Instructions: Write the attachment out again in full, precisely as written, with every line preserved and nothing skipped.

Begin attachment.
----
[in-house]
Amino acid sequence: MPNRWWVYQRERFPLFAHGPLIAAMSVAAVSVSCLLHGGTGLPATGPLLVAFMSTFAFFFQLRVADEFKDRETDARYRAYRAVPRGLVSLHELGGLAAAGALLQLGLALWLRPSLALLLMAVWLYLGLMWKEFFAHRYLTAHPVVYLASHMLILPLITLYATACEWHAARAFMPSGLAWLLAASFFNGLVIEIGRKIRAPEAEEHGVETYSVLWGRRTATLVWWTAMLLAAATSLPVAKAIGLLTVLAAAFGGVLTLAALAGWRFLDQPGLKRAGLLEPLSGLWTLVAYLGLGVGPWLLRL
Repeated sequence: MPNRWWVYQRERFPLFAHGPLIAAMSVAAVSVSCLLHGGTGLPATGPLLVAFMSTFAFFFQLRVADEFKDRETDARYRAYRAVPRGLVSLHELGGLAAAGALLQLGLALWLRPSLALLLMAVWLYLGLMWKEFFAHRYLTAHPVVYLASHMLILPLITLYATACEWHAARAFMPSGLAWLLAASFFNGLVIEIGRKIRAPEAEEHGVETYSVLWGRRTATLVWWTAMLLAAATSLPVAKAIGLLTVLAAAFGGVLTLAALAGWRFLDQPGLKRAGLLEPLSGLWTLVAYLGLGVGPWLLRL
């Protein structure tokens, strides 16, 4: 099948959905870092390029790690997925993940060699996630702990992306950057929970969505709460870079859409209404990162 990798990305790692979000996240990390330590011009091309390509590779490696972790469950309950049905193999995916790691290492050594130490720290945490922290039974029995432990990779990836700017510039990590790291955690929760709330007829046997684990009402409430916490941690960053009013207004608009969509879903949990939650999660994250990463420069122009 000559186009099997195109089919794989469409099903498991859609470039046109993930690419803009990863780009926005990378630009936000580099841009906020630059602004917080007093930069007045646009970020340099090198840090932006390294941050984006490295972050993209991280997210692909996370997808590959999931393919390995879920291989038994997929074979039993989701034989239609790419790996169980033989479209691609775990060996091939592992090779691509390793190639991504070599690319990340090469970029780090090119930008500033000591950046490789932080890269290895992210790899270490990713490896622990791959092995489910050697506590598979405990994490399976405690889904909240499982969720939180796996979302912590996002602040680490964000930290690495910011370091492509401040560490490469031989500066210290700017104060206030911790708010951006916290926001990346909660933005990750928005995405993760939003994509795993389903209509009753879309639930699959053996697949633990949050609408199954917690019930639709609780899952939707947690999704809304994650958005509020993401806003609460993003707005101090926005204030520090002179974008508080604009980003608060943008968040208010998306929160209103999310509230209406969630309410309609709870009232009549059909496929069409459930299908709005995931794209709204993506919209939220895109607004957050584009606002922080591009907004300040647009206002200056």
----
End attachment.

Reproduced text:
[in-house]
Amino acid sequence: MPNRWWVYQRERFPLFAHGPLIAAMSVAAVSVSCLLHGGTGLPATGPLLVAFMSTFAFFFQLRVADEFKDRETDARYRAYRAVPRGLVSLHELGGLAAAGALLQLGLALWLRPSLALLLMAVWLYLGLMWKEFFAHRYLTAHPVVYLASHMLILPLITLYATACEWHAARAFMPSGLAWLLAASFFNGLVIEIGRKIRAPEAEEHGVETYSVLWGRRTATLVWWTAMLLAAATSLPVAKAIGLLTVLAAAFGGVLTLAALAGWRFLDQPGLKRAGLLEPLSGLWTLVAYLGLGVGPWLLRL
Repeated sequence: MPNRWWVYQRERFPLFAHGPLIAAMSVAAVSVSCLLHGGTGLPATGPLLVAFMSTFAFFFQLRVADEFKDRETDARYRAYRAVPRGLVSLHELGGLAAAGALLQLGLALWLRPSLALLLMAVWLYLGLMWKEFFAHRYLTAHPVVYLASHMLILPLITLYATACEWHAARAFMPSGLAWLLAASFFNGLVIEIGRKIRAPEAEEHGVETYSVLWGRRTATLVWWTAMLLAAATSLPVAKAIGLLTVLAAAFGGVLTLAALAGWRFLDQPGLKRAGLLEPLSGLWTLVAYLGLGVGPWLLRL
């Protein structure tokens, strides 16, 4: 099948959905870092390029790690997925993940060699996630702990992306950057929970969505709460870079859409209404990162 990798990305790692979000996240990390330590011009091309390509590779490696972790469950309950049905193999995916790691290492050594130490720290945490922290039974029995432990990779990836700017510039990590790291955690929760709330007829046997684990009402409430916490941690960053009013207004608009969509879903949990939650999660994250990463420069122009 000559186009099997195109089919794989469409099903498991859609470039046109993930690419803009990863780009926005990378630009936000580099841009906020630059602004917080007093930069007045646009970020340099090198840090932006390294941050984006490295972050993209991280997210692909996370997808590959999931393919390995879920291989038994997929074979039993989701034989239609790419790996169980033989479209691609775990060996091939592992090779691509390793190639991504070599690319990340090469970029780090090119930008500033000591950046490789932080890269290895992210790899270490990713490896622990791959092995489910050697506590598979405990994490399976405690889904909240499982969720939180796996979302912590996002602040680490964000930290690495910011370091492509401040560490490469031989500066210290700017104060206030911790708010951006916290926001990346909660933005990750928005995405993760939003994509795993389903209509009753879309639930699959053996697949633990949050609408199954917690019930639709609780899952939707947690999704809304994650958005509020993401806003609460993003707005101090926005204030520090002179974008508080604009980003608060943008968040208010998306929160209103999310509230209406969630309410309609709870009232009549059909496929069409459930299908709005995931794209709204993506919209939220895109607004957050584009606002922080591009907004300040647009206002200056």